Reasoning about social preferences with uncertain beliefs

Abstract We propose a computational model of social preference judgments that accounts for the degree of an agents’ uncertainty about the preferences of others. Underlying this model is the principle that, in the face of social uncertainty, people interpret social agents’ behavior under an assumption of expected utility maximization. We evaluate our model in two experiments which each test a different kind of social preference reasoning: predicting social choices given information about social preferences, and inferring social preferences after observing social choices. The results support our model and highlight how uncertainty influences our social judgments.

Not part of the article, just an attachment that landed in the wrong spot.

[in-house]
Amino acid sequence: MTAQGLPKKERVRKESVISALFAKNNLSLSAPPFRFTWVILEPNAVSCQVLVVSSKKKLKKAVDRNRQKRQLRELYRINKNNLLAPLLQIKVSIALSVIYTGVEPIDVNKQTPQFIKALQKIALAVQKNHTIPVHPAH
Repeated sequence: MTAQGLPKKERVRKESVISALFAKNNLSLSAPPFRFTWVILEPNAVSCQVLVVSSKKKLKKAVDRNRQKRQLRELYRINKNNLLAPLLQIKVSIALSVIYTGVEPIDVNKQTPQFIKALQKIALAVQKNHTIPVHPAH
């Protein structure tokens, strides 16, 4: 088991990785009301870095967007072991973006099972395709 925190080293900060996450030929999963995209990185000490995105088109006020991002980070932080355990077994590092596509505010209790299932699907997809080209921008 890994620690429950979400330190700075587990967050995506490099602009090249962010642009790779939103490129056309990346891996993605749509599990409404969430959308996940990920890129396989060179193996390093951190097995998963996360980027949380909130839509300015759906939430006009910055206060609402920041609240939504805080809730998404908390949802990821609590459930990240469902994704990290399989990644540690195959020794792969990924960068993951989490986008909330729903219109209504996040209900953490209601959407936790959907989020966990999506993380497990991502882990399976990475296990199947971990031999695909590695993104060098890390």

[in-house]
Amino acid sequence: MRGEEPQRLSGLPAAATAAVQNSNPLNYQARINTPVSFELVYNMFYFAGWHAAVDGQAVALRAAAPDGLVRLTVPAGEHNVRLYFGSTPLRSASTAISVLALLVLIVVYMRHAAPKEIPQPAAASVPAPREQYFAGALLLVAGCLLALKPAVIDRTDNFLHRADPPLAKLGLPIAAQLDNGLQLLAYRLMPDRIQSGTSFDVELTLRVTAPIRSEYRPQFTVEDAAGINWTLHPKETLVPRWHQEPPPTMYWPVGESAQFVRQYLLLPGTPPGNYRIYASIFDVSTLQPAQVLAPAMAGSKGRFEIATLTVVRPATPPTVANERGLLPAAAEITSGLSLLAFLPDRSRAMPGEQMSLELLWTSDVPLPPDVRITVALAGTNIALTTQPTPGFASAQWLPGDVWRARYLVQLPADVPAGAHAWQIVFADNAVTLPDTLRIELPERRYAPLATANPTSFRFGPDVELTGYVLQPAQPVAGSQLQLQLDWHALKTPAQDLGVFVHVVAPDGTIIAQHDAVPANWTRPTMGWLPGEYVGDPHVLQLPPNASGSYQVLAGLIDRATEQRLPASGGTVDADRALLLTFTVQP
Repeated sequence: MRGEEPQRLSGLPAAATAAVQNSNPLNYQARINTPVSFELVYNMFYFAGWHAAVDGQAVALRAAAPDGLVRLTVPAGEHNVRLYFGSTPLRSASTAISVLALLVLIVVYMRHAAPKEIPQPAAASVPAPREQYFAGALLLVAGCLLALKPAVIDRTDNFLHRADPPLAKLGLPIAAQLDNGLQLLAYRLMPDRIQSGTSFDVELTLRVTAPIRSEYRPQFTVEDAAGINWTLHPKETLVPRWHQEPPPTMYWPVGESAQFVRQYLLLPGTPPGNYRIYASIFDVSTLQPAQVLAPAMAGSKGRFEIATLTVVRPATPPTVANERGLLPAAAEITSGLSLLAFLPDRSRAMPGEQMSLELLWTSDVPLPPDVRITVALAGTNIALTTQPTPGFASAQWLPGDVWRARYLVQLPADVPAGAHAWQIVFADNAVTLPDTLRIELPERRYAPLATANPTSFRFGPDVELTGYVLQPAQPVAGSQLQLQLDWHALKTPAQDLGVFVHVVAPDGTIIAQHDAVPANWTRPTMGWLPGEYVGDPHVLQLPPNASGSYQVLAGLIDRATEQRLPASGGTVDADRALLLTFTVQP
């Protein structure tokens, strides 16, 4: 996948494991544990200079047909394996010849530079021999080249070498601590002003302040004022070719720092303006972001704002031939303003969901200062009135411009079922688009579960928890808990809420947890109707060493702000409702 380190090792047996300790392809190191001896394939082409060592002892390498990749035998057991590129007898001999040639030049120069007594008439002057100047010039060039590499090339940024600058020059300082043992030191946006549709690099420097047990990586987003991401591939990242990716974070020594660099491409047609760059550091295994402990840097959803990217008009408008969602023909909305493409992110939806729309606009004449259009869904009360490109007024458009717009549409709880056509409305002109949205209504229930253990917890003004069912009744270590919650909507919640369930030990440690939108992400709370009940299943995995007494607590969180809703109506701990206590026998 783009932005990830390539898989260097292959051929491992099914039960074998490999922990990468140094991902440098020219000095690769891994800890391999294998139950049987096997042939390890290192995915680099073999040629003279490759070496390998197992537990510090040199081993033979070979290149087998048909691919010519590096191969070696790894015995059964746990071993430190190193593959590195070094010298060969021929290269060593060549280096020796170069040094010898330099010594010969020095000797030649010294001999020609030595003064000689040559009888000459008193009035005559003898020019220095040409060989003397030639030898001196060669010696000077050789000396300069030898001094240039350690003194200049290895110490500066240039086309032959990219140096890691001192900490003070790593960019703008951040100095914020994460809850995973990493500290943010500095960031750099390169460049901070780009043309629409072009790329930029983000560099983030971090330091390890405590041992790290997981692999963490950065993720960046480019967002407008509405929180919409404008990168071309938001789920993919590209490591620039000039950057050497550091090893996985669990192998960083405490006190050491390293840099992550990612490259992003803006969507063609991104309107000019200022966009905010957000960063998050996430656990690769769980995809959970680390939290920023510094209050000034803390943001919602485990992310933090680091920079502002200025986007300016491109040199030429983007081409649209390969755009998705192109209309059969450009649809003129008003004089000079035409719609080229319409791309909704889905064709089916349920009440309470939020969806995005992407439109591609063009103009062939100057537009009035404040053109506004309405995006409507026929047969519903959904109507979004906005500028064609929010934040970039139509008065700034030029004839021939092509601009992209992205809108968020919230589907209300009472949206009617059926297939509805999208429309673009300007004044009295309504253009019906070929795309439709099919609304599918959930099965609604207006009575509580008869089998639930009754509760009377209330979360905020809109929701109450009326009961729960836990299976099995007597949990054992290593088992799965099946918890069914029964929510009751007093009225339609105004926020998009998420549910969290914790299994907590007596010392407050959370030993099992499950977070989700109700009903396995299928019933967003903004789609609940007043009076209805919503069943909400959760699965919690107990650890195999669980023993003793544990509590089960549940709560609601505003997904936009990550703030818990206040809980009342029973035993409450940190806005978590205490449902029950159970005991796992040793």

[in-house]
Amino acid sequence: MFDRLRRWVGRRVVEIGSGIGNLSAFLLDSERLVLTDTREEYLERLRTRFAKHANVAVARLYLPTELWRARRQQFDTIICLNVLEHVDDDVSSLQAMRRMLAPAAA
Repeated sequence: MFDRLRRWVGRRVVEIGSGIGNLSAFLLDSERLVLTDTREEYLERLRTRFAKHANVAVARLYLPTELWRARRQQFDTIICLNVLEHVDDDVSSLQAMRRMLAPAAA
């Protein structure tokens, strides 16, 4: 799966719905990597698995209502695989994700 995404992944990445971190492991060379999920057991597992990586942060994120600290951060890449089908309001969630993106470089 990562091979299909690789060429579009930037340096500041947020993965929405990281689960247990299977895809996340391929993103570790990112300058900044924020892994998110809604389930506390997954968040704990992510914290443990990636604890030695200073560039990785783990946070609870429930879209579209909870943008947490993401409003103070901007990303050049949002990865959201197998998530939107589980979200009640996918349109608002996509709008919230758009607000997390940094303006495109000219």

• Isaac Davis (Yale)
  • Ryan Carlson (Yale)
  • Yarrow Dunham (Yale)
  • Julian Jara-Ettinger (Yale)
Date May-2021
Venue Proceedings of the 43rd Annual Conference of the Cognitive Science Society.